Tick Tock Tick Tock – Our anxiety of time

We have handed over our instincts to the hands of a clock. Increasingly, we serve time rather than time serving us.” 

Matt Haig, author

I’m writing this during my festive break. A well-deserved rest, as we all need, from a very strange year. And yet my restful state doesn’t come easy. I make lists of things to do. I berate myself for not getting on with things as I should (like writing this very piece). I don’t want to waste this precious holiday time. And yet I make myself anxious and certainly don’t give myself the break I need. The irony that the more I focus on the limited time I have, the more limiting my time feels.  I grow nervous noting the ticking minutes and hours which seem to rush by. As William Penn once said, “time is what we want most, but what we use worst.”

Clocks appear everywhere in our world. Reminding us of the passing of time. We spend our lives chasing the clock, often not living in the present, but instead living in fear of time running out on us. When it comes to time, who’s really in charge? 

The measure of time

Our anxiety over time is partly due to how we measure it. Clocks are omnipresent (except for spaces designed for rapid consumption such as casinos or shopping centres). Every time we check our phones (around 96 times a day), we are confronted with the time down to its minute. We measure or evaluate ourselves against time. If we’re running ahead of time, we feel a sense of achievement and a sense of failure if we’re falling behind the ticking clock. 

It’s important to remember that there was a time (excuse the pun) when we didn’t have mechanical clocks (imagine)! These were first invented in the fourteenth century and it took another 200 years or so for the minute hand to be added. Before then, we used natural ways of determining time such as sundials, water clocks or an hourglass. Much less accurate and subjective but also less anxiety provoking.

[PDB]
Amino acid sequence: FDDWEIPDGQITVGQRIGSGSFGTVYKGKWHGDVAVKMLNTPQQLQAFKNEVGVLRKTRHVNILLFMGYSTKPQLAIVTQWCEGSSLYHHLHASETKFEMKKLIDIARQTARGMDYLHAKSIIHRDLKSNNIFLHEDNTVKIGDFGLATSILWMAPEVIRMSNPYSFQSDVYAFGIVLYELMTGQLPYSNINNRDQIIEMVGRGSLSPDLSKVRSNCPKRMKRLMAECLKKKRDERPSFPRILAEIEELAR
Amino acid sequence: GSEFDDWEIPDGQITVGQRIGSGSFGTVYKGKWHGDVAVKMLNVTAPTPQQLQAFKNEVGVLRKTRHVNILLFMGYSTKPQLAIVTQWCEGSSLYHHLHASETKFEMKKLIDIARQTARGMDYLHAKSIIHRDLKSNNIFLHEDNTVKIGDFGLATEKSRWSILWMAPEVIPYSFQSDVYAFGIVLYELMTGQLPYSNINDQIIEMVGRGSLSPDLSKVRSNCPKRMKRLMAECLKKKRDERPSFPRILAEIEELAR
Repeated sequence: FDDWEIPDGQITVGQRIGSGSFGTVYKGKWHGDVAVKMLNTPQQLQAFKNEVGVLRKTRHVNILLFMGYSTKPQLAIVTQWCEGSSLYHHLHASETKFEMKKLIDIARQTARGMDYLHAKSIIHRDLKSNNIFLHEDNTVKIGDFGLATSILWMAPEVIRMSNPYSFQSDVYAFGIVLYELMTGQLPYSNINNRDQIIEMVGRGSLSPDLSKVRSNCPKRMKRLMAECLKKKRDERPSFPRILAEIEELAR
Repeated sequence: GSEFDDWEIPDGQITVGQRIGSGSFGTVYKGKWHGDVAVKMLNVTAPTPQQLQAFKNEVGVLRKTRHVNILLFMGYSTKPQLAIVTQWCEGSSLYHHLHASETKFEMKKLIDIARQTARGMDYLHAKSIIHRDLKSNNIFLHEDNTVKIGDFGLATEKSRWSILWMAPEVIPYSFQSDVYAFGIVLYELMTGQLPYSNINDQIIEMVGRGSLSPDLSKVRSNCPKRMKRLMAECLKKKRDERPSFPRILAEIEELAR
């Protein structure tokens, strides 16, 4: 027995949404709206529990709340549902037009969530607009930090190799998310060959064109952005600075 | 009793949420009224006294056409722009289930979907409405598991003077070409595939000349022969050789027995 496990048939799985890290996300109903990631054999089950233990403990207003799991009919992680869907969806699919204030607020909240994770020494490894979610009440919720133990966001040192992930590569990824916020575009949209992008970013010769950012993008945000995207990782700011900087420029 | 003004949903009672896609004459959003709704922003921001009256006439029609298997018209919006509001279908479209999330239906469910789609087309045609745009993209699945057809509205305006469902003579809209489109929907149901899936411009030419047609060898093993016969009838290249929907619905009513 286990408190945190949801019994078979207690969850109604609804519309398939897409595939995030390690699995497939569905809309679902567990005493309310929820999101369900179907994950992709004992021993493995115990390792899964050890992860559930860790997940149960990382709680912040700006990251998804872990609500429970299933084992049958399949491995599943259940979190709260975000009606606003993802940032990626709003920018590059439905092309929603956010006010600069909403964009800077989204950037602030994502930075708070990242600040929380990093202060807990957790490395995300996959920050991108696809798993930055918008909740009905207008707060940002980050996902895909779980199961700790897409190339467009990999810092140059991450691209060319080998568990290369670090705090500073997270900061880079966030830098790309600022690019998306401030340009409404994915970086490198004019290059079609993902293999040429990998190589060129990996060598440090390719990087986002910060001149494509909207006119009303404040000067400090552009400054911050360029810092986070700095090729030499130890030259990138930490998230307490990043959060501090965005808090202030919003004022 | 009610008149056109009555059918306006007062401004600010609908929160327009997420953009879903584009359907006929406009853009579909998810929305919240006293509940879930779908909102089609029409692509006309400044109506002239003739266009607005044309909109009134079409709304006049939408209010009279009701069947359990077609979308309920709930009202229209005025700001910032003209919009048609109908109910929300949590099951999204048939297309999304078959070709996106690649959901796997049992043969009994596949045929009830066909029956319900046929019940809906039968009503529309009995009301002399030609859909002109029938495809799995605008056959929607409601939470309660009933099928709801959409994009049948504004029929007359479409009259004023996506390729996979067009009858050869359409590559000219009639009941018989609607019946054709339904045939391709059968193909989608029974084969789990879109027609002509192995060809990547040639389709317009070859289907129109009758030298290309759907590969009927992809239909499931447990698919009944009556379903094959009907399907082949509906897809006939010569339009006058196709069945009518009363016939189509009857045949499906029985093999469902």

Chronos or Kairos?

I like to think of time in the way the good old ancient Greeks considered it. They had two terms for time: Chronos and Kairos.  Chronos refers to time in a quantitative sense (i.e., what we focus on nowadays), whereas Kairos refers to time in a qualitative sense, (i.e., more about going with the flow and ignoring the hands of time).  

I try if possible, to step into Kairos at least once a week. I let go over my slightly over regimented to do list (obsessive moi?) and give my watch and phone a rest. Stepping out of Chronos gives my anxiety a well-deserved rest and allows me to experience a different way of being. In our modern world of appointments and schedules we have little choice but to reside in Chronos, but I find it really helpful to remember that there are two different ways of experiencing time and that we have the choice to move between them.  

How to manage time anxiety

The first way of getting to grips with our anxiety around time is acceptance. Time will always move forwards and there is nothing we can do to change that. By accepting this daunting truth, we can begin to let go of our fear of the ticking clock and use our time more wisely and hopefully more enjoyably. 

Another way of helping is to wonder about your own relationship with time. What to you is time well spent? What really gets you into the flow (and by flow, I mean when you get so preoccupied in something that you lose track of time)? Start to build a short list of activities you enjoy, and which bring value to yourself. Then start to create a space of these activities. This doesn’t necessarily mean finding extra time but more about finding moments which already exist to incorporate these kinds of activities. For example, say you’re in the flow when writing poetry, then you might consider wondering/doing this activity during your daily commute. In a sense you’re bringing some Kairos in where Chronos normally exists. 

Time anxiety can be paralysing and often we can get caught up in it all and waiting for motivation to come to us. The key here is to act sooner rather than later. Psychologists have found that motivation does not precede action, it’s the other way round. Time will always be moving forwards and worrying about it won’t change that. So, let’s stay in the present and enjoy the moment, and as writer Maria Edgeworth said, “If we take care of the moments, the years will take care of themselves.” 

Photo by Lukas Blazek on Unsplash

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